Small to mid-sized manufacturers often face an uphill battle to compete against larger manufacturers. Often, they focus on a specific niche, industry, or customer base to capitalize on opportunities that larger manufacturers won’t or can’t touch. But sometimes, even that isn’t enough to give them the edge they need to compete against the “big boys” in their field.
One way to even the playing field is through technology; specifically, cloud computing. Cloud computing offers unlimited scalability for manufacturers, as well as access to robust software that can power your business operations. New production systems, machine learning, software as a service (SaaS), 3D printing, the Internet of Things, and other innovations are available to small and mid-sized manufacturers thanks to cloud computing.
What Exactly Is Cloud Computing, Anyway?
Before we go any further, let’s define cloud computing. The term is often bandied about but rarely defined these days as the assumption is that most people already know what the cloud is and what it is not. Instead of assuming knowledge, we’ll define the cloud along with five key points:
- On-demand - cloud computing is available on-demand, 24/7, through internet access.
- Pooled service - instead of one company purchasing hardware and software for its own use, resources are pooled. Multiple companies can share server space and software for maximum cost-effectiveness.
- Infinite scalability - you can expand cloud services in an almost infinitely scalable manner. From giant, intricate, global computing networks to a small manufacturer’s cloud computing needs, the cloud expands according to what you need.
- Measured basis - cloud computing services are measured and billed according to a prescribed payment system.
- Broad network access - the service is accessible to many people.
It is this flexibility, scalability, and portability that gives small to mid-sized manufacturers the edge with cloud computing. No longer locked into big purchases of software and hardware, they can use those funds for other resources while still acquiring the benefits of powerful and robust software.
The Cloud’s Impact on Modern Manufacturing
The cloud impacts nearly every aspect of modern manufacturing. Software such as ERP offers accounting and financial management with sensitive information, data, reports, and insight that used to be limited to expensive and proprietary databases. Business intelligence systems can transform forecasting and reporting while CRM systems offer unique and innovative methods of communicating with customers.
Using cloud technology, manufacturers can track equipment, vehicles, pallets, and shipments through the Internet of Things; manage supply chain resources effectively; and integrate back and front-end systems into one dashboard for better operational control. This will allow the business to save time and money.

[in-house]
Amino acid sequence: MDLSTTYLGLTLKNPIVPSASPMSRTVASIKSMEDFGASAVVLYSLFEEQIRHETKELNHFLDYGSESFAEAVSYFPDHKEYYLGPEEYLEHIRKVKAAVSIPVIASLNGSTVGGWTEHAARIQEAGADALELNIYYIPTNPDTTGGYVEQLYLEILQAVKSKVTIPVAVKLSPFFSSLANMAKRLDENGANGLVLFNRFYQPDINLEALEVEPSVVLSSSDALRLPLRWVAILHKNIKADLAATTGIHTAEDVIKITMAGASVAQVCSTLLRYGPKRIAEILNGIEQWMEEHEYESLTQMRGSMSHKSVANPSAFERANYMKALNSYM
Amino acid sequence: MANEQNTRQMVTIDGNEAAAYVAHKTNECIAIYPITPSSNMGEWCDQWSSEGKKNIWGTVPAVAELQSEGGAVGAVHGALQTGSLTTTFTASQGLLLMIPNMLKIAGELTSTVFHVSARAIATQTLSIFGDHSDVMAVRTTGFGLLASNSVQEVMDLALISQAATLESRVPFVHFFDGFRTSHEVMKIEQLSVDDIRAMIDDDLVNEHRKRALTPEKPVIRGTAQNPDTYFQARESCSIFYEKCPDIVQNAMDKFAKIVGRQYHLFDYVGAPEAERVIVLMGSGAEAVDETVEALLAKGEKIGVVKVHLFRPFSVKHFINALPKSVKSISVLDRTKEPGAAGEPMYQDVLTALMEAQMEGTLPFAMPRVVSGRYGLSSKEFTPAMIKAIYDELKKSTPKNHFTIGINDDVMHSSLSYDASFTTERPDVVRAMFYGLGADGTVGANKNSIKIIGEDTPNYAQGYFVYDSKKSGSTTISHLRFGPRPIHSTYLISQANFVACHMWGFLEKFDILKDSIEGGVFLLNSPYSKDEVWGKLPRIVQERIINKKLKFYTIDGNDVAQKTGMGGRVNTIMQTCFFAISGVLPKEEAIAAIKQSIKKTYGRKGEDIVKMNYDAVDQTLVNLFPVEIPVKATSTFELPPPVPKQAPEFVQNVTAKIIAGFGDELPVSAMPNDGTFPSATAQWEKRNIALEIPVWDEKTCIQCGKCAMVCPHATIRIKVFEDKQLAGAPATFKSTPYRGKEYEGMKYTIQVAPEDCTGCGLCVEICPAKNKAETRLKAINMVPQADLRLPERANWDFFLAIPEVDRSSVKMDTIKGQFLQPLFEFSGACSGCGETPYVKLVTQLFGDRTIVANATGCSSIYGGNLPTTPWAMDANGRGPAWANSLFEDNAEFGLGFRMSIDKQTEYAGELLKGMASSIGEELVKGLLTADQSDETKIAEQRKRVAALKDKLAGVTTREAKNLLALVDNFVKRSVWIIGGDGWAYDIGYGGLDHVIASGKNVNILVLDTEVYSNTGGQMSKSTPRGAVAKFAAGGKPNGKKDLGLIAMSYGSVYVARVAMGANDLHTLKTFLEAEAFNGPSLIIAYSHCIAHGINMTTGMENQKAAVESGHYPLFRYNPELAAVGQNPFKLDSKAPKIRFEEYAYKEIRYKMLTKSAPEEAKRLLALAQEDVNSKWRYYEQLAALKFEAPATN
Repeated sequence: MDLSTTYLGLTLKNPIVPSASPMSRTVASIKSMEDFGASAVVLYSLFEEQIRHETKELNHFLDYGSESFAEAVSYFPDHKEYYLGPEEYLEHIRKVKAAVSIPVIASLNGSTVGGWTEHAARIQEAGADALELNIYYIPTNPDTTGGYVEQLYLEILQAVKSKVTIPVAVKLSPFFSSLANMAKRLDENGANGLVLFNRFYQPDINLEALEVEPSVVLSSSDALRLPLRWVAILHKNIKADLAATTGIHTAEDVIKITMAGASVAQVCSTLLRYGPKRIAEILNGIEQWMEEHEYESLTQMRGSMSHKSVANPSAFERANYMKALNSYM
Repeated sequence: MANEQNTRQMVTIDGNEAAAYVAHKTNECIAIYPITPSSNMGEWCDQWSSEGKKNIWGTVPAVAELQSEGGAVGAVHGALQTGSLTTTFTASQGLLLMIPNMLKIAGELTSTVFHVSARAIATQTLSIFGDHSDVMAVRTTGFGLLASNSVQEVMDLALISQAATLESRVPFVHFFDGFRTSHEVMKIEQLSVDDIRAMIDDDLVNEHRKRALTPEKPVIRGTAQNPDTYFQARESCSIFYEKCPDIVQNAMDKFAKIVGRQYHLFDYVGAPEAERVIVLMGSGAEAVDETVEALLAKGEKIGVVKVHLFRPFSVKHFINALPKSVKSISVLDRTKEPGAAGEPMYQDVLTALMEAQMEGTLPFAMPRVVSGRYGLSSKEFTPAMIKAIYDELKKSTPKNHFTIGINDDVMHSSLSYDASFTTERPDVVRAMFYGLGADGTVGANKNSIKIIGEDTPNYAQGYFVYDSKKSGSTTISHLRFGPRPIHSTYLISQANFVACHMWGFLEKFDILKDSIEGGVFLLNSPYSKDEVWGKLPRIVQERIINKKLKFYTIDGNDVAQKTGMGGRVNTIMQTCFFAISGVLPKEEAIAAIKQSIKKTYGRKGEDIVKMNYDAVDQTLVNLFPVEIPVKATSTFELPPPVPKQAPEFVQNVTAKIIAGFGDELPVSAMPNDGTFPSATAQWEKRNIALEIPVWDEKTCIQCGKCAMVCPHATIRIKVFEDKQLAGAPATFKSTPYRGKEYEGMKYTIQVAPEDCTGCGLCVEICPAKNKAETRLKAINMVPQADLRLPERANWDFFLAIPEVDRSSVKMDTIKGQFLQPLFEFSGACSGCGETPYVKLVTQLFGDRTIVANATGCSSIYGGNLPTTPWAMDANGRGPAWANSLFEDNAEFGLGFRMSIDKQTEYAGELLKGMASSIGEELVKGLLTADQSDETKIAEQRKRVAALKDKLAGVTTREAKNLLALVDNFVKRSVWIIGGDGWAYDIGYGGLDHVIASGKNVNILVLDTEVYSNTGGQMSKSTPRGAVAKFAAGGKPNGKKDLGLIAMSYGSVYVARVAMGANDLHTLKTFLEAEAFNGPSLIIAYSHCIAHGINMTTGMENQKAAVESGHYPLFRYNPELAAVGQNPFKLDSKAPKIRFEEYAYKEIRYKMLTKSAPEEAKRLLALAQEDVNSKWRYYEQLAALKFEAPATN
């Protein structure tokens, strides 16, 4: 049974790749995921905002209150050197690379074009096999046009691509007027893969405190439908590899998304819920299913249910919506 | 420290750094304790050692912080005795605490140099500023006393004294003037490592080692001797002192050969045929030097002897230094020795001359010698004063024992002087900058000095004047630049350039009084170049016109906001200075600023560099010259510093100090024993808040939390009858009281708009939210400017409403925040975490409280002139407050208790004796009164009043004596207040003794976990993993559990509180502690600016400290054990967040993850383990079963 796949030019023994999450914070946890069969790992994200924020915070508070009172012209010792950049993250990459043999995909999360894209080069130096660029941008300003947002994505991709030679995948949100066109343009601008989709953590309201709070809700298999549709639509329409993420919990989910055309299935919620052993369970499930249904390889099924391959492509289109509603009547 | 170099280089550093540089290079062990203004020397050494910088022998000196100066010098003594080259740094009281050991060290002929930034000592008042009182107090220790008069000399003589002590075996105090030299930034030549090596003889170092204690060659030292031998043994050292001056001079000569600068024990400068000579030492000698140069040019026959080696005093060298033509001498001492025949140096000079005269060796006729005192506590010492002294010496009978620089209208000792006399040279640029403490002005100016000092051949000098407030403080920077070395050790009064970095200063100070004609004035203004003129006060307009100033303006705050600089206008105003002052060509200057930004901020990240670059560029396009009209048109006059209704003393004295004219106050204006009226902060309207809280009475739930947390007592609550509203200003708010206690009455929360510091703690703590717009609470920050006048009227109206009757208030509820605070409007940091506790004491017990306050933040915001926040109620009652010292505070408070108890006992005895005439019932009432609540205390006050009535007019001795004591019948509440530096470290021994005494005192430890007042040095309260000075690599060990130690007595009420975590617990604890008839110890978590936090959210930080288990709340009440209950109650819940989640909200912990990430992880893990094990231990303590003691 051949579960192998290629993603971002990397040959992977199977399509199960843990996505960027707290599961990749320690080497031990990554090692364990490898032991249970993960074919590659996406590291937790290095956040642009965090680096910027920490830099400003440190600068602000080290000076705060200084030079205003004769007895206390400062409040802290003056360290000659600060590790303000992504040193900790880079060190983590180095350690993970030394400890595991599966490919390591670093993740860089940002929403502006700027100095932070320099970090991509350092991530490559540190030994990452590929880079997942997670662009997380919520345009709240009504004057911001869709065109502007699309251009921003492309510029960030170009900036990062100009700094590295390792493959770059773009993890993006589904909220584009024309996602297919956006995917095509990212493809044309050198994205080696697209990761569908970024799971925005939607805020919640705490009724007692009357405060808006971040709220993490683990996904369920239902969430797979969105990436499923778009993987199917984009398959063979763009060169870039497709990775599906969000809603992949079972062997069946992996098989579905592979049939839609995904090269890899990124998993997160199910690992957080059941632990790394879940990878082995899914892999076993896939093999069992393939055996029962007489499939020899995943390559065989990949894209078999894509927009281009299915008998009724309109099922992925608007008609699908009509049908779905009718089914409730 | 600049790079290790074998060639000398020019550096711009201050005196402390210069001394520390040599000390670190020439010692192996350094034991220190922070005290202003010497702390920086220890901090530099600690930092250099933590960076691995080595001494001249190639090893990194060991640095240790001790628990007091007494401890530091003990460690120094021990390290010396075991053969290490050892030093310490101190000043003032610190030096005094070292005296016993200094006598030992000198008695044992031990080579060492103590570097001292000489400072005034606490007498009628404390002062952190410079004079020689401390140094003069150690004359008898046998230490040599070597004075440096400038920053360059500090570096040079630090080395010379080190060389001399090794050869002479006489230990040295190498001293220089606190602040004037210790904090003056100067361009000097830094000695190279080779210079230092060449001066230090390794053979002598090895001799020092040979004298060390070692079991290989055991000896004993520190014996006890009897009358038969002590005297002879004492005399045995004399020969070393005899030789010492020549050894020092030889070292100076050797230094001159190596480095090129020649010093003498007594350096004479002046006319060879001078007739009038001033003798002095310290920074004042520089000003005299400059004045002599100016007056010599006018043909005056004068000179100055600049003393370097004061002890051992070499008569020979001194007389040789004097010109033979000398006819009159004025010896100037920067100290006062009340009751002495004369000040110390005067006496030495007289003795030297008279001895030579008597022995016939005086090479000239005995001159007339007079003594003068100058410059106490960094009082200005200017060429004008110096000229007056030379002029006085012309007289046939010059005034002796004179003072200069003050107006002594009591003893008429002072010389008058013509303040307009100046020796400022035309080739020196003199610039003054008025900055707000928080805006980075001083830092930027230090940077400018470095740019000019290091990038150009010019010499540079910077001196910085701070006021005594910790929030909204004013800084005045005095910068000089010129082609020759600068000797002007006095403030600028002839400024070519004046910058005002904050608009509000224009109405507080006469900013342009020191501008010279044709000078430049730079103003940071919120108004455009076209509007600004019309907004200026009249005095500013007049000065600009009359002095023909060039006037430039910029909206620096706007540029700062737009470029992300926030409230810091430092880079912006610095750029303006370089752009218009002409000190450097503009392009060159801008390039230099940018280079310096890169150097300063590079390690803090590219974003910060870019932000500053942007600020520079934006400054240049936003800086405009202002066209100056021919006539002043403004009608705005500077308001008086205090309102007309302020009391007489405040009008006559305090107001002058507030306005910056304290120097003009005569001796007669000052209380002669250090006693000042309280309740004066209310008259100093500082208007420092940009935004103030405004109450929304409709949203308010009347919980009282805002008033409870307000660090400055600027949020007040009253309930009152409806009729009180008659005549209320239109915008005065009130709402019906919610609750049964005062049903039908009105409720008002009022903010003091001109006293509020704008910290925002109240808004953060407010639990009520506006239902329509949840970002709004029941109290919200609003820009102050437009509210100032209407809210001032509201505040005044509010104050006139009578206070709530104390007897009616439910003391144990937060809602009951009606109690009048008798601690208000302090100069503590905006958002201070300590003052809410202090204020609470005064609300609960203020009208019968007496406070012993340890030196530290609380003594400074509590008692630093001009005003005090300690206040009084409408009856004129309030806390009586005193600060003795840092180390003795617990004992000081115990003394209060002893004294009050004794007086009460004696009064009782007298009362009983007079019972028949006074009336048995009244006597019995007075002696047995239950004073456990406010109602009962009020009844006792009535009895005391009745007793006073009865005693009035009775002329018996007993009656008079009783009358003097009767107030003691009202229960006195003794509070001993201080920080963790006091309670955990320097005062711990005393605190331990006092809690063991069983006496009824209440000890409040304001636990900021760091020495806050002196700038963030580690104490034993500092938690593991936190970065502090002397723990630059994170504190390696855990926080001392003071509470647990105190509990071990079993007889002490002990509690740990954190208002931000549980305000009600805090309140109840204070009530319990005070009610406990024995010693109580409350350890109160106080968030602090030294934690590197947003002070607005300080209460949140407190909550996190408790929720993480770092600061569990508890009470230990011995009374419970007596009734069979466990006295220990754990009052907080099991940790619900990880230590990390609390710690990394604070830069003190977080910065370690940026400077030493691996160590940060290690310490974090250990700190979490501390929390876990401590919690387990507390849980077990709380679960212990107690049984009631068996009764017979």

Digital services such as cloud computing now provide approximately 25% of the total inputs that go into the manufacturing of finished products. Thanks to cloud computing, manufacturing operations are safer, more productive, efficient, and are able to keep pace with supply and demand.
Cloud systems can shift up or down, downgrading or increasing as needed. This is one of the many benefits of cloud computing especially for small and mid-sized manufacturers who may need to adjust the scale of their operations to accommodate orders and workflows.
Today, over 90% of global manufacturers use some form of cloud computing. Cloud computing has come a long way from a dream to reality.
Types of Clouds
Common types of public cloud storage that you're probably familiar with are services like Google Docs, which saves your data along with that of thousands of other users in a data center, and social media platforms that allow you to upload video, documents, and pictures along with your posts.
Private clouds are cloud systems unique to a particular company. Many large companies are setting up private clouds so that users from around their company can access cloud-based systems, but no one from the outside can. Private cloud usage grew from 22% to 31% last year.
Hybrid Cloud System
A hybrid cloud system uses a mixture of private, on-premises cloud solutions and public clouds to create a unique computing environment for a company. Hybrid clouds are becoming more common as companies seek the best solutions for their needs.
An example of a hybrid cloud is BAASS Cloud or Amazon Web Services (AWS). While most applications can run in the cloud, some need to remain on-premises or in a specific location due to low latency, local data processing, or data residency requirements. With hybrid cloud infrastructure, you can use the same infrastructure, services, APIs, and tools wherever you need it – from the cloud, to on-premises, and to the edge.
Want to learn more about the three types of cloud services, public cloud, private cloud and hybrid cloud? Make sure to follow up with Three Surprising Types of Clouds - for Cloud Computing.
If you’re not on the cloud yet, why not? ERP, BI, CRM, HR and many other systems are all affordable, scalable, and attainable, thanks to cloud computing. It’s changing manufacturing. If you want more information here is a free whitepaper on why everyone is talking about the cloud.
BAASS Business Solutions
If you’re seeking cloud-based software that offers exceptional data quality, easy data management, and advanced reporting features, BAASS Business Solutions can help.
We offer business intelligence solutions, including Sage Intelligence, Sage Enterprise Intelligence, BI 360 (Solver), and BI Tools developed by BAASS.
We also offer ERP systems and many other software on the cloud to help manufacturers improve productivity, efficiency, and profitability. Please contact us for a consultation today. We will help you choose the best business intelligence solution for your needs. Contact us or call 1-888-650-5544